Perhaps Nintendo’s Wii U console will finally catch on now that the company is releasing Wii U versions of its blockbuster fitness and sports games.
The first version of “Wii Fit” for the original Wii sold more than 20 million units and generated more than $2 billion in sales within a few years after its 2007 debut. It also broadened the appeal of the console beyond gamers and established what’s now a major category of console-based fitness programs.
Nintendo today announced that Wii Fit U will be released Nov. 1 – a year after the Wii U console debuted – with 77 activities, including 19 new exercise routines, such as luge racing and salsa dancing.
The game will be offered as a free download, playable for a month, after which people will have to buy the full version and an accessory Fit Meter fitness monitor for $20. A packaged version of the game will go on sale Dec. 13.
The Fit Meter tracks steps taken, intensity of activity and altitude, so it can gauge whether a user is running or walking or climbing stairs. Data collected by the device is synchronized wirelessly with the Wii U GamePad. (Here’s Nintendo Executive Vice President Scott Moffitt holding one of the meters, at the E3 conference in June.)
Nintendo also announced that it’s finally releasing a Wii U version of the sports game that was bundled with the original Wii and gave the platform much of its initial appeal.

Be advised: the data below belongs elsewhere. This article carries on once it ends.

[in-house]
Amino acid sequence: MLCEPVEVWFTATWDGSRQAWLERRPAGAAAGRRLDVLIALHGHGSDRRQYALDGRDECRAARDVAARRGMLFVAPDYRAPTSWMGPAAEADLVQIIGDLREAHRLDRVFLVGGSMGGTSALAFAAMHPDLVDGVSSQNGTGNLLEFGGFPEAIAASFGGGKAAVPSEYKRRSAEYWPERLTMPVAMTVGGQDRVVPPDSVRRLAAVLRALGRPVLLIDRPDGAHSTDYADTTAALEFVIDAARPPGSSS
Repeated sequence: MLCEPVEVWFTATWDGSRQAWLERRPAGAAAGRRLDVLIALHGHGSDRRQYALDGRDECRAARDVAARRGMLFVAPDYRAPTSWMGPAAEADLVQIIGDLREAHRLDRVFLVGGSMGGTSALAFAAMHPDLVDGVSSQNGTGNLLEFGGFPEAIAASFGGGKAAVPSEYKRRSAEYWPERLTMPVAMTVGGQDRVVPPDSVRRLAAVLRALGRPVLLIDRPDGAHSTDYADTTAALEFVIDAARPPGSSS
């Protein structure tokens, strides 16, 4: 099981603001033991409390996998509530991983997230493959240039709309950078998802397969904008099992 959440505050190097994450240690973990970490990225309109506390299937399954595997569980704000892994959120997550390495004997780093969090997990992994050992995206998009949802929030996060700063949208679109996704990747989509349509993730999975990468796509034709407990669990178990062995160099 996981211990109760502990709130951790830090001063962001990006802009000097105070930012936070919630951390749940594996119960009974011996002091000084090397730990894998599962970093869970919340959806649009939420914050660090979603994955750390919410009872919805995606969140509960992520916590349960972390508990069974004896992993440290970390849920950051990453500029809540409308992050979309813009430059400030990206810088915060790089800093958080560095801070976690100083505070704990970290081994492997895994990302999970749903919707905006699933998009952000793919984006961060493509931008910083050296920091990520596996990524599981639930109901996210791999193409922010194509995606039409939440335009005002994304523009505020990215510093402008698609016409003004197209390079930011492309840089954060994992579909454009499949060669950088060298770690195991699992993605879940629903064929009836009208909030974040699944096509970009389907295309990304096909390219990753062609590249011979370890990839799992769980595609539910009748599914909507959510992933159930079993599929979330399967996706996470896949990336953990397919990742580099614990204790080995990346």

Nintendo is unbundling the game itself and selling individual sport games under the banner of “Wii Sports Club,” rather than a collection of five sports on a single disc.
Tennis and bowling games will be available first, as digital downloads on the Nintendo eShop store starting Nov. 7. After a 24-hour trial, the games will cost $2 for a single “day pass” or $10 for permanent access. Boxing, baseball and golf are “scheduled to launch in the months ahead.”
The sports games are higher-definition with improved controls and now provide multiplayer, online gaming, blending the game application and online services.
Nintendo has linked the sports games to its Miiverse social network, so players can play in state or regional “clubs” and chat with other players during matches. Players can challenge members of other clubs to improve their standings.
There’s also the option to just play in the same room with friends and family, or play the games alone.